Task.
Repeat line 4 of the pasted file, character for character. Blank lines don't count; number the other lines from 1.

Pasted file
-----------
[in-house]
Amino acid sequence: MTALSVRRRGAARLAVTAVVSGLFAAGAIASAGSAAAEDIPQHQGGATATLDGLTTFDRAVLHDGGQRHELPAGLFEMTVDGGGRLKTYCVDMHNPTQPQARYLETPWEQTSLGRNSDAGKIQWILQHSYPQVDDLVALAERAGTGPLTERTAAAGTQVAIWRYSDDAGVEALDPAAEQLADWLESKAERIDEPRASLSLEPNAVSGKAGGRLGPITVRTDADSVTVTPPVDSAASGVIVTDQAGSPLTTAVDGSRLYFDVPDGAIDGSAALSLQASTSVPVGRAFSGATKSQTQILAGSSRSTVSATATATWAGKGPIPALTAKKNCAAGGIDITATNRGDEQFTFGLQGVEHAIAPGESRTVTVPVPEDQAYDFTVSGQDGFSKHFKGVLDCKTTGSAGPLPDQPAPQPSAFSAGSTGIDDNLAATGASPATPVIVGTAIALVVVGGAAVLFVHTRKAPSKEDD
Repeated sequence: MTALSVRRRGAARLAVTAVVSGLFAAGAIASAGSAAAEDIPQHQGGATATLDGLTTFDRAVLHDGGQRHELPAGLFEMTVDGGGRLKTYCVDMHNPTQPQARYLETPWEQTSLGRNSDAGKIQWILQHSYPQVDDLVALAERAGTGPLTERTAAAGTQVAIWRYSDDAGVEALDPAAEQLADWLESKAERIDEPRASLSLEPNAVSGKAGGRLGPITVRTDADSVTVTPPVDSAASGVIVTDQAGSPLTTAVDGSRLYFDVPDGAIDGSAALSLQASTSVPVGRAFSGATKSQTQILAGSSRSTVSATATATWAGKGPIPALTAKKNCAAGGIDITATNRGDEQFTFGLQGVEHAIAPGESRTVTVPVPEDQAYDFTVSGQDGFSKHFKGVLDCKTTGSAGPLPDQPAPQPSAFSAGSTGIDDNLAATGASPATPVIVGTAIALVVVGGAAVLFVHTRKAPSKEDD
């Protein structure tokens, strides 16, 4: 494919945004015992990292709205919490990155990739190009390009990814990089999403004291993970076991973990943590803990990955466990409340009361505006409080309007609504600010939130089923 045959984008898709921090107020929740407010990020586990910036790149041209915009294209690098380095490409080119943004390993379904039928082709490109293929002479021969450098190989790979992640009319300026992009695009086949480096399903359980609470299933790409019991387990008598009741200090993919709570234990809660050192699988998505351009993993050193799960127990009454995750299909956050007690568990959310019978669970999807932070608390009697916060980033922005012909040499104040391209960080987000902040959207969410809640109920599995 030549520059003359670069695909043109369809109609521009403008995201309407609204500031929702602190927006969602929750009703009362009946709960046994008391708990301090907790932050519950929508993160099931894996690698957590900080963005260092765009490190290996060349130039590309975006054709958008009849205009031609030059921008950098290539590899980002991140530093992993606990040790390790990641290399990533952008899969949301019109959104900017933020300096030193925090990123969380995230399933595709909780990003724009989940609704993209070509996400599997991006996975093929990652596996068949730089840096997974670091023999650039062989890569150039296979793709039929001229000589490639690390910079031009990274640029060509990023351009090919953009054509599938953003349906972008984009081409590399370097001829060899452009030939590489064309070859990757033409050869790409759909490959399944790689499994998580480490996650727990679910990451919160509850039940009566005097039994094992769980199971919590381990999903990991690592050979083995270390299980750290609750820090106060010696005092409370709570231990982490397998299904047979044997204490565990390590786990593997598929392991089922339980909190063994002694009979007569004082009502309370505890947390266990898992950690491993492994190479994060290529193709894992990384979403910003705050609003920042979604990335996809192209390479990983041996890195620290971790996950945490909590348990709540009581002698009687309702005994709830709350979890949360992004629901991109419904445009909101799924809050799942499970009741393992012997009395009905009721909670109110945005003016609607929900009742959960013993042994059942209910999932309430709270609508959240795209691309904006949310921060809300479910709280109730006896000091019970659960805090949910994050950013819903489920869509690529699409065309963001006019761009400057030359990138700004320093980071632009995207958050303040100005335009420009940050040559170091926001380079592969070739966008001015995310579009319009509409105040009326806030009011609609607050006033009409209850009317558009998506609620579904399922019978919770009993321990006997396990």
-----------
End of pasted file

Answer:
């Protein structure tokens, strides 16, 4: 494919945004015992990292709205919490990155990739190009390009990814990089999403004291993970076991973990943590803990990955466990409340009361505006409080309007609504600010939130089923 045959984008898709921090107020929740407010990020586990910036790149041209915009294209690098380095490409080119943004390993379904039928082709490109293929002479021969450098190989790979992640009319300026992009695009086949480096399903359980609470299933790409019991387990008598009741200090993919709570234990809660050192699988998505351009993993050193799960127990009454995750299909956050007690568990959310019978669970999807932070608390009697916060980033922005012909040499104040391209960080987000902040959207969410809640109920599995 030549520059003359670069695909043109369809109609521009403008995201309407609204500031929702602190927006969602929750009703009362009946709960046994008391708990301090907790932050519950929508993160099931894996690698957590900080963005260092765009490190290996060349130039590309975006054709958008009849205009031609030059921008950098290539590899980002991140530093992993606990040790390790990641290399990533952008899969949301019109959104900017933020300096030193925090990123969380995230399933595709909780990003724009989940609704993209070509996400599997991006996975093929990652596996068949730089840096997974670091023999650039062989890569150039296979793709039929001229000589490639690390910079031009990274640029060509990023351009090919953009054509599938953003349906972008984009081409590399370097001829060899452009030939590489064309070859990757033409050869790409759909490959399944790689499994998580480490996650727990679910990451919160509850039940009566005097039994094992769980199971919590381990999903990991690592050979083995270390299980750290609750820090106060010696005092409370709570231990982490397998299904047979044997204490565990390590786990593997598929392991089922339980909190063994002694009979007569004082009502309370505890947390266990898992950690491993492994190479994060290529193709894992990384979403910003705050609003920042979604990335996809192209390479990983041996890195620290971790996950945490909590348990709540009581002698009687309702005994709830709350979890949360992004629901991109419904445009909101799924809050799942499970009741393992012997009395009905009721909670109110945005003016609607929900009742959960013993042994059942209910999932309430709270609508959240795209691309904006949310921060809300479910709280109730006896000091019970659960805090949910994050950013819903489920869509690529699409065309963001006019761009400057030359990138700004320093980071632009995207958050303040100005335009420009940050040559170091926001380079592969070739966008001015995310579009319009509409105040009326806030009011609609607050006033009409209850009317558009998506609620579904399922019978919770009993321990006997396990």